New Caledonia is rich in resources, and the movement for independence here has been stronger than in any current French territory. Violent unrest took place there throughout the ’70s and ’80s, and an agreement was reached that allowed for future referendums on independence to take place. 

Referendums were held in 2018 and in 2020, with independence being rejected both times, with 56.7% and 53.4% of the vote. One of the complaints about the referendums was that the vote was swayed by the 24% of the population that is of European ancestry. 

A referendum that was supposed to be held in 2023 was canceled. 

The eleven regions I just mentioned all have representation in the French parliament and can vote in French presidential elections. 

The only territory that actually has the official status of an overseas territory is the French Southern and Antarctic Lands. 

These are a collection of islands in the Indian and Southern Oceans and territory in Antarctica that have no native populations and only a skeleton team of a few hundred researchers who live there at any given time.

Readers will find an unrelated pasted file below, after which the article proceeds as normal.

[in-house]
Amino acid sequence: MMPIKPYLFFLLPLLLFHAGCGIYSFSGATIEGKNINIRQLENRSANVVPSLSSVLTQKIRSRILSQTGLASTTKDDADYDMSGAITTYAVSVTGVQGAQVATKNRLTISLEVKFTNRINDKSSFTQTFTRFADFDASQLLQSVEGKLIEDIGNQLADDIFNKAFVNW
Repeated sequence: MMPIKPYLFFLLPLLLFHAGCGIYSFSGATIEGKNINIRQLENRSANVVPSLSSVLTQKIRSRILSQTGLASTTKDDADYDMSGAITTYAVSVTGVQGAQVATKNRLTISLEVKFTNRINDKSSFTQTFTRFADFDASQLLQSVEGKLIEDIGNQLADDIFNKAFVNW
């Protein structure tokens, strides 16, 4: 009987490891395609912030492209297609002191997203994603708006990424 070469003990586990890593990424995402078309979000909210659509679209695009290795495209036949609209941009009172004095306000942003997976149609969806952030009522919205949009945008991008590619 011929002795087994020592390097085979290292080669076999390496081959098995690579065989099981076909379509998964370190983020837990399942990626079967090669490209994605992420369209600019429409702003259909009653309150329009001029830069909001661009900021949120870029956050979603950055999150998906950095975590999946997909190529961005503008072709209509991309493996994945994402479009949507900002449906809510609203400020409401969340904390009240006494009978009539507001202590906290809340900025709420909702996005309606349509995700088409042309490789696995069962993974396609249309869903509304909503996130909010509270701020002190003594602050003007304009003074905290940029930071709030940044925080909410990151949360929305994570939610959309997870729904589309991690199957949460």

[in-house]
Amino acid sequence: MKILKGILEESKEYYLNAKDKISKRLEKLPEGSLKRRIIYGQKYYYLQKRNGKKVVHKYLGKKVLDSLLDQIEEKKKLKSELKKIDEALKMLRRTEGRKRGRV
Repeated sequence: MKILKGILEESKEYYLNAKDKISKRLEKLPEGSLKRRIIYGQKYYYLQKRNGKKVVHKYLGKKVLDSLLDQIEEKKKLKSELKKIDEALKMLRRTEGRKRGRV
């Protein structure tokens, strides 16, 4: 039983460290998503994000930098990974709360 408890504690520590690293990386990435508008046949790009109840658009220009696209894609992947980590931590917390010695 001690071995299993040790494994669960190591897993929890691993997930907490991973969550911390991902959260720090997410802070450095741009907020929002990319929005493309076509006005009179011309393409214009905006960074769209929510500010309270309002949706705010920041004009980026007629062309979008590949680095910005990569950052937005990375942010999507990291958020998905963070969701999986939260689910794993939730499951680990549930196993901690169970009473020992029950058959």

The territory consists of Adélie Land, which is the wedge of Antarctica that France has claimed. 

The Crozet Islands between Madagascar and Antarctica.

The Kerguelen Islands which are located to the east of the Crozet Islands.

Saint Paul and Amsterdam Islands, which are located north of the Kerguelen Islands.

…and finally, a group known as the Scattered Islands, which are uninhabited islands around Madagascar. 

The very last bit of French territory, which has no real special legal status and is only considered state private property of the French government, is Clipperton Island. 

Clipperton is an uninhabited coral atoll located about 1,280 kilometers or 690 miles southwest of Acapulco, Mexico.

There have been attempts to populate the island over the years to strengthen sovereignty claims, but its remoteness and lack of freshwater caused all attempts to fail. 

There have been historical claims to the island by both the United States and Mexico, but they haven’t been pursued recently. Today the island and the area around it, is a nature reserve. Every few years, there are amateur radio operators who will make what is called a DXpedition, where they set up camp and talk to amateur radio operators around the world. 

France’s overseas departments, collectivities, and territories are the remnants of what was once a much larger Empire. Today, they are all, in some respect, part of the French Republic.